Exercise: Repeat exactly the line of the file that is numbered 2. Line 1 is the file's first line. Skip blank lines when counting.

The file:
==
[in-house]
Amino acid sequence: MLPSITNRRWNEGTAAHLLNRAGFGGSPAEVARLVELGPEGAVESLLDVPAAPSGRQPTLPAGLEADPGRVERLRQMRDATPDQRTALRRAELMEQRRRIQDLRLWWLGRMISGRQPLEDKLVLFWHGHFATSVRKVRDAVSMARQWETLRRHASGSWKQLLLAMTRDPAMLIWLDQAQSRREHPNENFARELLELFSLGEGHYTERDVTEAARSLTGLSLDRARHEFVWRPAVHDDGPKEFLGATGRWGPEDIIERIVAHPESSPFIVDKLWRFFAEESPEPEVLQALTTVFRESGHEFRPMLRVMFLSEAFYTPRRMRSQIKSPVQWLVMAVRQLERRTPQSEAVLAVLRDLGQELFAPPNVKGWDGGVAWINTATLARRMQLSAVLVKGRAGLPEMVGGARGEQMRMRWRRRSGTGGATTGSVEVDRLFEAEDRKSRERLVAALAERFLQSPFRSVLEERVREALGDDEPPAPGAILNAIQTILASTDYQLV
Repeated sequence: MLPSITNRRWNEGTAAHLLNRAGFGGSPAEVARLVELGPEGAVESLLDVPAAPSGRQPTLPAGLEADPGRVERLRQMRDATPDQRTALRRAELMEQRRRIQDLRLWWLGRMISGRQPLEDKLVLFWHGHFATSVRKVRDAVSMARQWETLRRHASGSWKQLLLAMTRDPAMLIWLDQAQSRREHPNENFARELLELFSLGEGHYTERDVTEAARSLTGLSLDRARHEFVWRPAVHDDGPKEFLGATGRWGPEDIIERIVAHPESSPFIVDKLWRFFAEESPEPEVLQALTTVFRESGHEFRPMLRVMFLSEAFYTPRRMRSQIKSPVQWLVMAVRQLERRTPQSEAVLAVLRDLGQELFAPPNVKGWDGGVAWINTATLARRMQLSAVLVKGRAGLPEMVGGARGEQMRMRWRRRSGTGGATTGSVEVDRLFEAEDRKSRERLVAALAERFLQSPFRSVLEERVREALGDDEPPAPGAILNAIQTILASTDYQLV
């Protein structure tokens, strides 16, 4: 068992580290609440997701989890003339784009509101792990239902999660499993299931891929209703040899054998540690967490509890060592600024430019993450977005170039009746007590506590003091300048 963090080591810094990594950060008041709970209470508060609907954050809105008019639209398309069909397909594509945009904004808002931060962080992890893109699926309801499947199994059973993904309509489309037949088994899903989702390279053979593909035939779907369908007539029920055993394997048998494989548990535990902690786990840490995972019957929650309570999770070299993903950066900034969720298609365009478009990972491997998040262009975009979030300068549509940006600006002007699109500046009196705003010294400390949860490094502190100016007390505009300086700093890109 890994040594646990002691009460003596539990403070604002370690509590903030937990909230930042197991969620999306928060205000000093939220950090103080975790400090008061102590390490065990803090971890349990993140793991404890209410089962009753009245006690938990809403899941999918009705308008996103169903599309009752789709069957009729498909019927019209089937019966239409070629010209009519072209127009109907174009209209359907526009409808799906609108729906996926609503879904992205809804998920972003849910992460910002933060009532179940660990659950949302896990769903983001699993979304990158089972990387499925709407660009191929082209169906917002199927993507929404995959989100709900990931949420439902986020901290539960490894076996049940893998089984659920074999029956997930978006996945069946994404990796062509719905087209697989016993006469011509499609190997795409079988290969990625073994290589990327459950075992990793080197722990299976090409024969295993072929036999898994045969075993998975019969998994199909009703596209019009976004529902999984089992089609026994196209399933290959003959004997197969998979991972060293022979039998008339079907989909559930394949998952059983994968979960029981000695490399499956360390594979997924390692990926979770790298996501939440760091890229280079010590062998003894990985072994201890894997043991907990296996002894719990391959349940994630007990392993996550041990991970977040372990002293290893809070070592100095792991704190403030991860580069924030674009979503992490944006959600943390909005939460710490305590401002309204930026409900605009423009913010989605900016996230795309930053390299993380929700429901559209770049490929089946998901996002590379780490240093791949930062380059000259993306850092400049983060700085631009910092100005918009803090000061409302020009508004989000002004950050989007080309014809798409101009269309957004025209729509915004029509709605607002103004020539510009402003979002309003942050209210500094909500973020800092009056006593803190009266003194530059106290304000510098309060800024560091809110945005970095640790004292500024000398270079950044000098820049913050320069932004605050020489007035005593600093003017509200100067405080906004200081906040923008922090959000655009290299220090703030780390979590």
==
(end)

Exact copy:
Amino acid sequence: MLPSITNRRWNEGTAAHLLNRAGFGGSPAEVARLVELGPEGAVESLLDVPAAPSGRQPTLPAGLEADPGRVERLRQMRDATPDQRTALRRAELMEQRRRIQDLRLWWLGRMISGRQPLEDKLVLFWHGHFATSVRKVRDAVSMARQWETLRRHASGSWKQLLLAMTRDPAMLIWLDQAQSRREHPNENFARELLELFSLGEGHYTERDVTEAARSLTGLSLDRARHEFVWRPAVHDDGPKEFLGATGRWGPEDIIERIVAHPESSPFIVDKLWRFFAEESPEPEVLQALTTVFRESGHEFRPMLRVMFLSEAFYTPRRMRSQIKSPVQWLVMAVRQLERRTPQSEAVLAVLRDLGQELFAPPNVKGWDGGVAWINTATLARRMQLSAVLVKGRAGLPEMVGGARGEQMRMRWRRRSGTGGATTGSVEVDRLFEAEDRKSRERLVAALAERFLQSPFRSVLEERVREALGDDEPPAPGAILNAIQTILASTDYQLV